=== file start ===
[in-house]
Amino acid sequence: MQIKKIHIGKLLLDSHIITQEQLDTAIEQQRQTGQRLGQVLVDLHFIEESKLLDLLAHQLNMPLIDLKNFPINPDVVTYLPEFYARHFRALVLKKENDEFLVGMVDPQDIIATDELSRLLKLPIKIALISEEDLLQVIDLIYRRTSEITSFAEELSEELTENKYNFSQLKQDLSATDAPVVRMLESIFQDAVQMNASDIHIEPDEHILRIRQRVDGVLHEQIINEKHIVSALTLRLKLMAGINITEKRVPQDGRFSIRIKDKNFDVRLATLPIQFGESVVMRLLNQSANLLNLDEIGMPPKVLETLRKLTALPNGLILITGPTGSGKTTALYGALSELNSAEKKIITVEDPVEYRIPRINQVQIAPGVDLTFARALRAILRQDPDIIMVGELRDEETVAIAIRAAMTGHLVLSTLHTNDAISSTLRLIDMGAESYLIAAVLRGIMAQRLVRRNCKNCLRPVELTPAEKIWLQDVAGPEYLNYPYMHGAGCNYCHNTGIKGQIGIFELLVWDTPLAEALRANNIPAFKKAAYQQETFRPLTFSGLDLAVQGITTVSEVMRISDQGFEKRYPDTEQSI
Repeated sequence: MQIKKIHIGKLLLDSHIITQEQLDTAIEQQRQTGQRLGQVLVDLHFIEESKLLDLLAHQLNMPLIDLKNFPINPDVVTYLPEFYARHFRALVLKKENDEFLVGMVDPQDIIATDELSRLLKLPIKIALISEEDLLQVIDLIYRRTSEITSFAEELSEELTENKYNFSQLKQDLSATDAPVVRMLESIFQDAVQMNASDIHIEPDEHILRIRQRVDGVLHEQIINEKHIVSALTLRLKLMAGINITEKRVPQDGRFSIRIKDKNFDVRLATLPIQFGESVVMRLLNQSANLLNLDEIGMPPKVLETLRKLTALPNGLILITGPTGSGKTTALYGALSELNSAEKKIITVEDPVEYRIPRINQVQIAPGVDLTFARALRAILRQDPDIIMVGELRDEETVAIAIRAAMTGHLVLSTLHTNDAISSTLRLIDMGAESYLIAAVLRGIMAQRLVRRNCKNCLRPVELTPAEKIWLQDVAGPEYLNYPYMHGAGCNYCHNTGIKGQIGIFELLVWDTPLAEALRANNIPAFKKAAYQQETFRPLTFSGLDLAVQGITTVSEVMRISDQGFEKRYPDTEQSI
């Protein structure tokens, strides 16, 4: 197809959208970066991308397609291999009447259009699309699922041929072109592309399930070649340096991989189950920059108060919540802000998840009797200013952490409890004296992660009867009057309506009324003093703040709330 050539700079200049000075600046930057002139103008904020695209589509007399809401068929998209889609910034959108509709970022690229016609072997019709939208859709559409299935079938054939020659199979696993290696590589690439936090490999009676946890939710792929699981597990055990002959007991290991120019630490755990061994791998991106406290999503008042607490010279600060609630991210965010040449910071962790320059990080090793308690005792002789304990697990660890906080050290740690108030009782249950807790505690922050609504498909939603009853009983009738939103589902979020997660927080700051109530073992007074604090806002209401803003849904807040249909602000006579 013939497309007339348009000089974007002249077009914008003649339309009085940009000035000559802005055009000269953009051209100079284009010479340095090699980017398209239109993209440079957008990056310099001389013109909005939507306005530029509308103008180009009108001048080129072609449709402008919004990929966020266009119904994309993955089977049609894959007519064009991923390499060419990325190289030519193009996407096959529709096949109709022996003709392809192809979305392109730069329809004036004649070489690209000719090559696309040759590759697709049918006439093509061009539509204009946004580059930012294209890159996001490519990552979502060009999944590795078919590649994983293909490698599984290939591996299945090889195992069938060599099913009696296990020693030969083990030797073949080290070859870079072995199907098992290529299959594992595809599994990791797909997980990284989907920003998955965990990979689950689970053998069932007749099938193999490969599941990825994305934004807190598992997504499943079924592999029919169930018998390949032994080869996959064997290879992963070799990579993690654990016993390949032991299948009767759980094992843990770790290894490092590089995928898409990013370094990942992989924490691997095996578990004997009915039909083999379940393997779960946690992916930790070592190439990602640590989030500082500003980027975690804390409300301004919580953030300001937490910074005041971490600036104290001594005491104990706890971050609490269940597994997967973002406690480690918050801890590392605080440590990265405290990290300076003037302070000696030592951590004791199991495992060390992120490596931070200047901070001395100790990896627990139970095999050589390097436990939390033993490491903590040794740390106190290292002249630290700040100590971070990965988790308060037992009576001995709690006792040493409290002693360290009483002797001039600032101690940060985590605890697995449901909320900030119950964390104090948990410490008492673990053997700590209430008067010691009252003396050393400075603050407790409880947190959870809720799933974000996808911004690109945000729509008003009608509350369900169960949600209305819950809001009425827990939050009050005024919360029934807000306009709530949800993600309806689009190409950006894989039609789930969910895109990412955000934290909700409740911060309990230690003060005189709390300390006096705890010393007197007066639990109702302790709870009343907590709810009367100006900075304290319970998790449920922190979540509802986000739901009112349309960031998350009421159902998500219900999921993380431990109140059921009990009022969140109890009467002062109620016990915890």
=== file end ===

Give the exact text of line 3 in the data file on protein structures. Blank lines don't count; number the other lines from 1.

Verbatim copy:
Repeated sequence: MQIKKIHIGKLLLDSHIITQEQLDTAIEQQRQTGQRLGQVLVDLHFIEESKLLDLLAHQLNMPLIDLKNFPINPDVVTYLPEFYARHFRALVLKKENDEFLVGMVDPQDIIATDELSRLLKLPIKIALISEEDLLQVIDLIYRRTSEITSFAEELSEELTENKYNFSQLKQDLSATDAPVVRMLESIFQDAVQMNASDIHIEPDEHILRIRQRVDGVLHEQIINEKHIVSALTLRLKLMAGINITEKRVPQDGRFSIRIKDKNFDVRLATLPIQFGESVVMRLLNQSANLLNLDEIGMPPKVLETLRKLTALPNGLILITGPTGSGKTTALYGALSELNSAEKKIITVEDPVEYRIPRINQVQIAPGVDLTFARALRAILRQDPDIIMVGELRDEETVAIAIRAAMTGHLVLSTLHTNDAISSTLRLIDMGAESYLIAAVLRGIMAQRLVRRNCKNCLRPVELTPAEKIWLQDVAGPEYLNYPYMHGAGCNYCHNTGIKGQIGIFELLVWDTPLAEALRANNIPAFKKAAYQQETFRPLTFSGLDLAVQGITTVSEVMRISDQGFEKRYPDTEQSI